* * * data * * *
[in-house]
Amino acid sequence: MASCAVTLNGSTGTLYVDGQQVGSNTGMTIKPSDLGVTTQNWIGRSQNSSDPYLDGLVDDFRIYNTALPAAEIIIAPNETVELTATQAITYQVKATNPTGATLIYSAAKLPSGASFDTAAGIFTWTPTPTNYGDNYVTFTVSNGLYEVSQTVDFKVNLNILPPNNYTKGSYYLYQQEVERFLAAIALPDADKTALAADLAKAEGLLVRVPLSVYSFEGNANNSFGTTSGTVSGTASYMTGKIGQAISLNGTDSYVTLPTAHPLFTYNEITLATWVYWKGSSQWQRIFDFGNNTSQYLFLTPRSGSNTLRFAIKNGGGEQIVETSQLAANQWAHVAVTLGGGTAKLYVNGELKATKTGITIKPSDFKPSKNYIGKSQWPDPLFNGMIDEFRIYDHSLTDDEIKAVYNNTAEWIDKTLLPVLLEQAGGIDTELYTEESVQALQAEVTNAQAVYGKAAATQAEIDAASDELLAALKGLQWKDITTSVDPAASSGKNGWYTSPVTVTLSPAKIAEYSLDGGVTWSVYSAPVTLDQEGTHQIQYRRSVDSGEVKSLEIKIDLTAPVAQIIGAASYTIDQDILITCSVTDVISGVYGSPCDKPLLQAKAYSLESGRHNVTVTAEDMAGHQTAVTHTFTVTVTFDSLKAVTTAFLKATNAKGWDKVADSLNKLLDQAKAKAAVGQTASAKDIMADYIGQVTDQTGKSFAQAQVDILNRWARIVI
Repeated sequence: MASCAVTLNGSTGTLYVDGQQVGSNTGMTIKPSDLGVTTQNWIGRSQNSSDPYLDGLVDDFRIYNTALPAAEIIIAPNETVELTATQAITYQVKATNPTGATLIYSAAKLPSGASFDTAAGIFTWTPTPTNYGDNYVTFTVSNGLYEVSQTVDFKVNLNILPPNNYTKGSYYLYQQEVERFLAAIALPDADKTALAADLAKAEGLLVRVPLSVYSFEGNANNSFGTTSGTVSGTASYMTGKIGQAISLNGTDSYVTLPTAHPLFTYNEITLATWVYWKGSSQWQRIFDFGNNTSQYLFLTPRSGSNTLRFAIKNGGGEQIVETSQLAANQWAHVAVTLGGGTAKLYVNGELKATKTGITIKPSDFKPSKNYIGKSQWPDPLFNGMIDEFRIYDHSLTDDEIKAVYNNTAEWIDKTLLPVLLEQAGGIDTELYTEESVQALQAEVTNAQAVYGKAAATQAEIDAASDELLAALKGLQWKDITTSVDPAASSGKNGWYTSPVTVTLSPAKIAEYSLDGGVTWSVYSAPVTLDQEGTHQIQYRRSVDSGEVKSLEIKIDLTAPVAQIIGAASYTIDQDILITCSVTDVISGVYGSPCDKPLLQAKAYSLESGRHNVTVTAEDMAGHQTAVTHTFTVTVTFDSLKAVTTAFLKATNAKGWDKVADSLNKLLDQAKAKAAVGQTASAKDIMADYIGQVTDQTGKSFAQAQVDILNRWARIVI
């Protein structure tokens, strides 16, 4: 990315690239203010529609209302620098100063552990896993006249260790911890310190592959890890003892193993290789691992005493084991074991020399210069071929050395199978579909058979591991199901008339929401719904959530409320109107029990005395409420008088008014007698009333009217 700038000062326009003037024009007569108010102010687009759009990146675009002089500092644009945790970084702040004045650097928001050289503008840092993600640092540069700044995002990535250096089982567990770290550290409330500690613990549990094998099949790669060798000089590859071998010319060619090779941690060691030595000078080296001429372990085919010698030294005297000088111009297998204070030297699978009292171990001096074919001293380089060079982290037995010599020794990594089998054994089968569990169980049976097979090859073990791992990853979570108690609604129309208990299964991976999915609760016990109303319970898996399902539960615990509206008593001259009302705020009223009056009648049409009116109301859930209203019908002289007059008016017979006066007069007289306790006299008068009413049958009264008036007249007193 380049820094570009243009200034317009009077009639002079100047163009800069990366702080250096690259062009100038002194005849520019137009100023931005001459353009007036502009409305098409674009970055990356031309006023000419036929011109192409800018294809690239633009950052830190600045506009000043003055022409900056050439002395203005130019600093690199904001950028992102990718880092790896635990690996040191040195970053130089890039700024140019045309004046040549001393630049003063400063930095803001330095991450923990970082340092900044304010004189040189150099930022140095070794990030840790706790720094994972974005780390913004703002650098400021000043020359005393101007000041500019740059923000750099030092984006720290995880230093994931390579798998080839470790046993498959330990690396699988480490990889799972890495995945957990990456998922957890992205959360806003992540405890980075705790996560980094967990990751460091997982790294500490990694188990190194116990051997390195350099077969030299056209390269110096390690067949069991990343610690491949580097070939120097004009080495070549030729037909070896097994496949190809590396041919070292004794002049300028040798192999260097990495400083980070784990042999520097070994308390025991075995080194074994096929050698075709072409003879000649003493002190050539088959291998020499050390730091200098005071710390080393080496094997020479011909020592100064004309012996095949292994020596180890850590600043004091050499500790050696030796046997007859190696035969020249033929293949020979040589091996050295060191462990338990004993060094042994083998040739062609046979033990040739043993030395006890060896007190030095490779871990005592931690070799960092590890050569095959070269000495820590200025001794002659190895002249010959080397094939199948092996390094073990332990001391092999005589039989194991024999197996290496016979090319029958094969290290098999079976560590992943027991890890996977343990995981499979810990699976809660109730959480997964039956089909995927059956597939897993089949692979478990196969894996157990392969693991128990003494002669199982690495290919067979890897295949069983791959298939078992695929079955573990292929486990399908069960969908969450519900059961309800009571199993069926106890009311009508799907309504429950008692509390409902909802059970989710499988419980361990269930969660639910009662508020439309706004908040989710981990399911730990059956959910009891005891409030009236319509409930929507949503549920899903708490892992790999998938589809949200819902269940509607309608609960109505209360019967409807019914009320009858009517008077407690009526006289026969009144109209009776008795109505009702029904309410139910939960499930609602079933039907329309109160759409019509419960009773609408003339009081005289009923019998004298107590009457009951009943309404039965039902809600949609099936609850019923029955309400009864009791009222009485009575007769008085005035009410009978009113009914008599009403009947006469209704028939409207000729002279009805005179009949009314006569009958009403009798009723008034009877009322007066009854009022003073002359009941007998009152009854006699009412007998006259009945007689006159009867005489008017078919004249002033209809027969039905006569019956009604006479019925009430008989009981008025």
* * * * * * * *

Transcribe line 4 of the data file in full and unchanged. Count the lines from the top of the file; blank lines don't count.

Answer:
């Protein structure tokens, strides 16, 4: 990315690239203010529609209302620098100063552990896993006249260790911890310190592959890890003892193993290789691992005493084991074991020399210069071929050395199978579909058979591991199901008339929401719904959530409320109107029990005395409420008088008014007698009333009217 700038000062326009003037024009007569108010102010687009759009990146675009002089500092644009945790970084702040004045650097928001050289503008840092993600640092540069700044995002990535250096089982567990770290550290409330500690613990549990094998099949790669060798000089590859071998010319060619090779941690060691030595000078080296001429372990085919010698030294005297000088111009297998204070030297699978009292171990001096074919001293380089060079982290037995010599020794990594089998054994089968569990169980049976097979090859073990791992990853979570108690609604129309208990299964991976999915609760016990109303319970898996399902539960615990509206008593001259009302705020009223009056009648049409009116109301859930209203019908002289007059008016017979006066007069007289306790006299008068009413049958009264008036007249007193 380049820094570009243009200034317009009077009639002079100047163009800069990366702080250096690259062009100038002194005849520019137009100023931005001459353009007036502009409305098409674009970055990356031309006023000419036929011109192409800018294809690239633009950052830190600045506009000043003055022409900056050439002395203005130019600093690199904001950028992102990718880092790896635990690996040191040195970053130089890039700024140019045309004046040549001393630049003063400063930095803001330095991450923990970082340092900044304010004189040189150099930022140095070794990030840790706790720094994972974005780390913004703002650098400021000043020359005393101007000041500019740059923000750099030092984006720290995880230093994931390579798998080839470790046993498959330990690396699988480490990889799972890495995945957990990456998922957890992205959360806003992540405890980075705790996560980094967990990751460091997982790294500490990694188990190194116990051997390195350099077969030299056209390269110096390690067949069991990343610690491949580097070939120097004009080495070549030729037909070896097994496949190809590396041919070292004794002049300028040798192999260097990495400083980070784990042999520097070994308390025991075995080194074994096929050698075709072409003879000649003493002190050539088959291998020499050390730091200098005071710390080393080496094997020479011909020592100064004309012996095949292994020596180890850590600043004091050499500790050696030796046997007859190696035969020249033929293949020979040589091996050295060191462990338990004993060094042994083998040739062609046979033990040739043993030395006890060896007190030095490779871990005592931690070799960092590890050569095959070269000495820590200025001794002659190895002249010959080397094939199948092996390094073990332990001391092999005589039989194991024999197996290496016979090319029958094969290290098999079976560590992943027991890890996977343990995981499979810990699976809660109730959480997964039956089909995927059956597939897993089949692979478990196969894996157990392969693991128990003494002669199982690495290919067979890897295949069983791959298939078992695929079955573990292929486990399908069960969908969450519900059961309800009571199993069926106890009311009508799907309504429950008692509390409902909802059970989710499988419980361990269930969660639910009662508020439309706004908040989710981990399911730990059956959910009891005891409030009236319509409930929507949503549920899903708490892992790999998938589809949200819902269940509607309608609960109505209360019967409807019914009320009858009517008077407690009526006289026969009144109209009776008795109505009702029904309410139910939960499930609602079933039907329309109160759409019509419960009773609408003339009081005289009923019998004298107590009457009951009943309404039965039902809600949609099936609850019923029955309400009864009791009222009485009575007769008085005035009410009978009113009914008599009403009947006469209704028939409207000729002279009805005179009949009314006569009958009403009798009723008034009877009322007066009854009022003073002359009941007998009152009854006699009412007998006259009945007689006159009867005489008017078919004249002033209809027969039905006569019956009604006479019925009430008989009981008025």